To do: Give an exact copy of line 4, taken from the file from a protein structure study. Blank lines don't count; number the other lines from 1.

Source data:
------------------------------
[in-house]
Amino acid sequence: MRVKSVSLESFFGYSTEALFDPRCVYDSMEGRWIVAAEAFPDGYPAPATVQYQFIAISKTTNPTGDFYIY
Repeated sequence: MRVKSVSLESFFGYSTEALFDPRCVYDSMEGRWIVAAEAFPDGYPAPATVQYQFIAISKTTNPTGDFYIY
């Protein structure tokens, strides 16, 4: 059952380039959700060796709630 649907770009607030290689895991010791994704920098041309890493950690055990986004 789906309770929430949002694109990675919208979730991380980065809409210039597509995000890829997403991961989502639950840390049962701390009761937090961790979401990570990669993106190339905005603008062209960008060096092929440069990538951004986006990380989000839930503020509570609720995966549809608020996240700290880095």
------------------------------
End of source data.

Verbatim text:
């Protein structure tokens, strides 16, 4: 059952380039959700060796709630 649907770009607030290689895991010791994704920098041309890493950690055990986004 789906309770929430949002694109990675919208979730991380980065809409210039597509995000890829997403991961989502639950840390049962701390009761937090961790979401990570990669993106190339905005603008062209960008060096092929440069990538951004986006990380989000839930503020509570609720995966549809608020996240700290880095």